In contrast to the ideal public of the imaginary museum, World’s Fairs have altered the scale of the word (six million visitors in London in 1852), have sought to reconcile relaxation with culture, and have invented the art of scenography. In 1937, the Louvre’s curator, René Huyghe, showed an interest in the “visitor’s well-being,” and museography came to be developed at the Palais de Tokyo with the Van Gogh exhibition, which “combined the works themselves with documents about the man and the evolution of his art.” Recent reflections from George-Henri Rivière strip the sacredness from the art object, with the result that exhibitions are oriented more toward a dialogue with the visitor, thus conferring upon museums a social role.
        According to Laurent Fleury, it was Jean Vilar who invented the public as a category of action with his Théâtre national populaire (National popular theater) between 1951 and 1963. There, the public was considered at once as the objective and the sum of concrete actions : adjustment of show times, free cloakrooms, banning of tips, arrangement of a restaurant and an orchestra, preview performances reserved for the public, subscription options, spaces for socializing (balls, banquets, special weekends and evenings). These choices were later to be institutionalized by the Pompidou Center, with its expanded opening hours, its membership cards for its “correspondents” system, and a citizen-based effort to increase turnout.

The Turning Point : 1980-2000

        With an unprecedented increase in its budget, the French Ministry of Culture took notice of the public from the facilities angle, thinking that practices would develop along with the growth in the number of institutions: art centers and FRACs (Regional funds for contemporary art) sprang up at that time. As living spaces, museums were modernized, being equipped with restaurants, cafeterias, bookstores, boutiques, rest areas, and so on. Moreover, communication and culture were brought together under the same ministry, operations such as special days, festivals, and evenings grew in number and met with real success. This movement reached its peak with the adoption, in 2002, of the French “Museums Law” that proposed to “place, as clearly and concretely possible, its relationship with the public at the heart of the museum’s calling.”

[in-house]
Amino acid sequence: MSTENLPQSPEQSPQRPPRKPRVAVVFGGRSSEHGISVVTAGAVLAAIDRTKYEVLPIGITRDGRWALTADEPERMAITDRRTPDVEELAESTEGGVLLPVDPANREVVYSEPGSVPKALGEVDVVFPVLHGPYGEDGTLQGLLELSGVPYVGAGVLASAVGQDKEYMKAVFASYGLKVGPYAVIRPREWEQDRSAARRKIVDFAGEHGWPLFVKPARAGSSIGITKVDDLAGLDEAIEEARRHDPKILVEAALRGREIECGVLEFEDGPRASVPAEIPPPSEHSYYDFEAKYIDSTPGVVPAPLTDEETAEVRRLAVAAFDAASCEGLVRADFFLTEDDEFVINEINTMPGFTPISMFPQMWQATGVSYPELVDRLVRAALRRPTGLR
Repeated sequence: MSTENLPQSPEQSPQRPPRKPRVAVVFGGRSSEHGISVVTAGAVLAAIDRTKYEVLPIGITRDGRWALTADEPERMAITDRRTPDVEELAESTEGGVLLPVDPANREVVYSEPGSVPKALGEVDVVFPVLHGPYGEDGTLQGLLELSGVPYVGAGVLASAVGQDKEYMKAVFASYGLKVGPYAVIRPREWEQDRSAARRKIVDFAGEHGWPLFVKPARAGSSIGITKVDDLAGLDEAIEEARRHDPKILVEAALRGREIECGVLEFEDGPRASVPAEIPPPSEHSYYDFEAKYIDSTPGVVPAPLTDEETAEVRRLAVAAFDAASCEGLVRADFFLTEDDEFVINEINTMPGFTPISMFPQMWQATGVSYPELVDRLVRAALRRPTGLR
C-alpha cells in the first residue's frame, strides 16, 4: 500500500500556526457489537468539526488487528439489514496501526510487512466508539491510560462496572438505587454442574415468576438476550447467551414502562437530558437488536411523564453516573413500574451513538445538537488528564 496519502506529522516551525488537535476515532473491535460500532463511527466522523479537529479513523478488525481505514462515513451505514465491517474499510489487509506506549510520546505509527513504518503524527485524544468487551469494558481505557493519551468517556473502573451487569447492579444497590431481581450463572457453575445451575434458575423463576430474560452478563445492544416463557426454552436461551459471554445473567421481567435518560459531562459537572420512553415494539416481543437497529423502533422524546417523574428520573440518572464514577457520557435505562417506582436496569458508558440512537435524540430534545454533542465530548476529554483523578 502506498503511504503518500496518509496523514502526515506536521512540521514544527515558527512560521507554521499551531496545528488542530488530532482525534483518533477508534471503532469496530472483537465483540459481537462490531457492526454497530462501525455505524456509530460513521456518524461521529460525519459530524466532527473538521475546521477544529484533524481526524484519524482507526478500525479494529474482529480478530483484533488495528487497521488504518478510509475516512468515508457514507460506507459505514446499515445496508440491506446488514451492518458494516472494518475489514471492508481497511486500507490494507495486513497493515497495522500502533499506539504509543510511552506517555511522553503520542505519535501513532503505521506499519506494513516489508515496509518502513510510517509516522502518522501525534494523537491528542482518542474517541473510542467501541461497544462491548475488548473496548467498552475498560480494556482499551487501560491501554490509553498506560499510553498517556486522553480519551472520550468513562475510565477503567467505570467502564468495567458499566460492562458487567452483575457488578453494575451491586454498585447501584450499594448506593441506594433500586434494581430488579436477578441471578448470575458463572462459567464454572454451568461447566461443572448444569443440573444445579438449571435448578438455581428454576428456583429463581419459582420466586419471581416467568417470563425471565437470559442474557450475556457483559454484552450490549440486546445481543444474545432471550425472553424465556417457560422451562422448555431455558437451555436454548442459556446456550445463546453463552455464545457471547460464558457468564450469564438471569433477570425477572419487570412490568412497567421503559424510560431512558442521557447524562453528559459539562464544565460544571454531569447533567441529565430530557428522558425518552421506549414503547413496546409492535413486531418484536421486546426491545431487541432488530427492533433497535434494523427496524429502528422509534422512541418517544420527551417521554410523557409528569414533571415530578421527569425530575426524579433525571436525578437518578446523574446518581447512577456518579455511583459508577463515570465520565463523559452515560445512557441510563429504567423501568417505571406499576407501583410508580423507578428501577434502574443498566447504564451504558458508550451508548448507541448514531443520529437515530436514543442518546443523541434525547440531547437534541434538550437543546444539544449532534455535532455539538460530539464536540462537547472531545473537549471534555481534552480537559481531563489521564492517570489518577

A Mixed Economy for Culture

        The cultural policy of French Culture Minister André Malraux was defined “against the supposedly desocializing effects of mass consumerism.”(5) And in 1999 Claude Fourteau underscored “the very strong resistance to the pressure of a kind of mass popularization [massification] whose consequence, it was feared, would be a lowering of scientific standards and an impoverishment in the freedom of choice for exhibitions and publications.”(6)
        But in 2005, the Ministry found itself competing with cultural forms (cinema, music, various leisure activities) that have adopted the laws of the market. Moreover, museums have new needs for financing that are due to an increase in production costs for exhibitions but due also to the imperative need to cover the risk-taking involved in mounting more specialized projects. That is why large museums naturally utilize marketing techniques, basing their public communication on market studies and analyses of visitor behavior. Mixing the promotion of the country’s heritage with leisure industries, a greater and greater number of structures are blurring the very French distinction between public and private, as is for example the case with the Caen Memorial or the Culture Espace (Culture space) company, a subsidiary of the Suez group.
        As for the public, it does not choose between a culture subsidized by the State and a culture disseminated by private enterprises: it navigates between buying records at a large retail music distributorship [FNAC] and visiting a chateau during the Heritage Days. The sociologist Bernard Lahire observes that “the boundary between cultural legitimacy (high culture) and cultural illegitimacy (“subculture,” mere amusement) does not just separate classes but divides the different cultural practices and preferences of the same individuals, within all classes of society.” He shows that dissonant profiles (the heterogeneous practice of both highly legitimate and hardly legitimate activities) are in the majority, upending with a single blow the class theories developed by Bourdieu and Darbel.

L’art pour guide, A Private-Sector Publisher Faced with A New Public

        In December 2000, Jack Lang, the French Minister of National Education, and Catherine Tasca, the French Minister of Culture, announced the launching of a school plan for the arts and for culture. This plan was intended to lay the foundations, within five years, for a true artistic education--that is to say, to complete a building process that had already been underway for more than three decades.(7)